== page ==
“I work too hard to not be No. 1. It’s as simple as that,” Heyward says. “It’s not a slight at other guys. But I put in the work during the offseason. I study my craft. When I go into a season — and I have the season I did — I view myself as No. 1. I’m a complete player. I play in the 3-4 and the 4-3. You don’t see many guys doing that. I’m disruptive. I run to the ball. I’m not finesse — I’m a power guy.”
Interior players who eat up double-teams have been ignored for decades in Pittsburgh’s 3-4. It’s a shameless profession. Heyward lists their names off, before mentioning Baltimore’s Haloti Ngata and San Francisco’s Justin Smith as two more studs that never got their due. The fact that Heyward both gets teammates free while still getting free himself is not normal. Usually a player at his position logs three or four sacks a season.
“Sometimes we look at the way a guy penetrates,” he continues. “Man, if I’m holding up two and still penetrating, what are we talking about?
“I’m a complete player and I don’t shy away from it.”
This career arc is a strange one. Heyward has only become more dominant this side of 30.
After starting his career with six Pro Bowl-less seasons, he’s made it five straight years with three first-team All Pro selections. He’s up to 43 sacks in his last 79 games. The key is taking less time off in the offseason. He treated the Pro Bowl and Super Bowl weeks this offseason as vacation time and immediately dove back into training. Not easy with a wife and three kids. His wife’s always telling him he needs to take a break, but Heyward genuinely feels like he’s still peaking and does not want to spoil the opportunity of a lifetime.
He views both the Super Bowl and Canton as realistic goals.
“I want my resume to speak for itself,” he says.
Yet, for some reason, this isn’t a name you hear much nationally. He’s not choking teammates in practice like Donald. Nor is he nearly as vocal as the Chiefs’ Jones or Titans’ Simmons. So, in 2022, Heyward is starting to tweak his public image a bit. In July, he launched a new podcast, “Not Just Football.” Maybe speaking up a little more will get folks to notice his game at defensive tackle.
“Some are sexy. Some are not,” he says.
“We’re trying to sex it up! I’m trying to make myself more appealing!”
At full strength, this offense will give whoever’s playing quarterback a strong supporting cast. Rookie George Pickens joins Johnson and Claypool at wide receiver. But in temperament and style, nothing is changing around here. It’s as true now as it was back in the 90s with Greg Lloyd and Kevin Greene screaming off the edge. The Steelers want to dictate the terms of physicality on Sunday, and it all starts with the head coach. That’s why Heyward was so quick to fire back at Roethlisberger when the future Hall-of-Fame quarterback insinuated that younger players have been coddled by Tomlin.
To Heyward, the culture in Pittsburgh is built on tough love. He still gets nervous during film sessions. As longtime Steelers guard Ramon Foster detailed on the Go Long Podcast, Tomlin isn’t afraid to aggressively call players out and Heyward admits he experiences this anxiety himself. (“You start slouching in your chair—‘Oh god, oh god,’” he says.) The best way he can describe the coach is that Tomlin has grown with the times while still hanging onto his principles.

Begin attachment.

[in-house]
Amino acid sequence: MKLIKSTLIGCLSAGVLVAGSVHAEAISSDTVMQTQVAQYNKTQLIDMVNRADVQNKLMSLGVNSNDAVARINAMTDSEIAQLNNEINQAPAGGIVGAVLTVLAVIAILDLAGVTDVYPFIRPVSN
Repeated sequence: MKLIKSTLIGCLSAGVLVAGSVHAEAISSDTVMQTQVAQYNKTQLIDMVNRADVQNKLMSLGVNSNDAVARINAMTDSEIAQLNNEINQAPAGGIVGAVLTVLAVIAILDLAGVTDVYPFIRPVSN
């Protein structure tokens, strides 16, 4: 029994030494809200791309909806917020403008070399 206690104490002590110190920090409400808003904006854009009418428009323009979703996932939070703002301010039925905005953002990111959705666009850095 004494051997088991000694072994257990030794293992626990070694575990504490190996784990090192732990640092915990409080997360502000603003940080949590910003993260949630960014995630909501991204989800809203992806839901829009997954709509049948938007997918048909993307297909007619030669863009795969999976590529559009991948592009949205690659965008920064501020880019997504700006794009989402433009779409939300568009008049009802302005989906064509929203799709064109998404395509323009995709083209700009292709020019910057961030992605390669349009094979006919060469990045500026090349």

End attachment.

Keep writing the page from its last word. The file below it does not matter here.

And this summer? Tomlin isn’t sugarcoating anything.
He wants this team to play the bad guy.
“A lot went wrong last year,” Heyward says, “and we’re not going to shy away from it. We have to continue to keep getting better. The cool thing about here is there’s a history set. And Ben’s part of that history. It’s up to us to get to that history. I can’t say enough about what those guys have taught me over the years. But these guys have to lay the roots. These guys have to buy in, week-in and week-out and show that we’re playing Steeler football.”
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As beat writer Mark Kaboly noted at The Athletic, Trubisky started the “Seven Shots” goal-like drill 0 of 16 and is 4 of 23 overall. But I think QB coach Mike Sullivan is being honest when he tells Kaboly that Trubisky is right on track. It’s foolish to freak out over these numbers considering the Steelers are still installing their offense, without their top three weapons and, as noted, the defense is cut loose. TJ Watt has been wrecking drills.
Part of the confidence in Trubisky has to be the reality that Pickett isn’t close to being ready. Like so many rookie quarterbacks (see: the 2021 class), the game seems so, so fast for him right now. Pickett looked hesitant to drive the ball downfield and skittish in the pocket. Again, it’s difficult to draw sweeping conclusions from a rookie’s first week of practice. But this is also true: If Pickett was tearing it up, we’d certainly be talking about it.
Shocked by how large of a human being rookie receiver George Pickens is.
We hung out with Levi Wallace a couple months back to talk about “13 seconds” and how his life led to this crossroad. The defense’s improvement may hinge on his play. Tomlin has a long history of developing corners and letting those corners handle their business 1 on 1 against top receivers. Wallace should be a major improvement over James Pierre.
Hey, here’s a familiar name: Jace Sternberger. Remember him, Packers fans? Sternberger actually joined our 2021 draft extravaganza. He’s in Pittsburgh now getting valuable reps with Freiermuth sidelined. Don’t be surprised if he makes the 53-man roster and finds a complementary role. Sternberger has been making several eye-popping plays in 1-on-1 route running drills and, when it came to that 1-on-1 blocking drill? The 2019 third-round pick asked to face Alex Highsmith and held his own.
One more note. Cannot wait to share my conversation with Watt. We chatted for close to 45 minutes, and it was fascinating.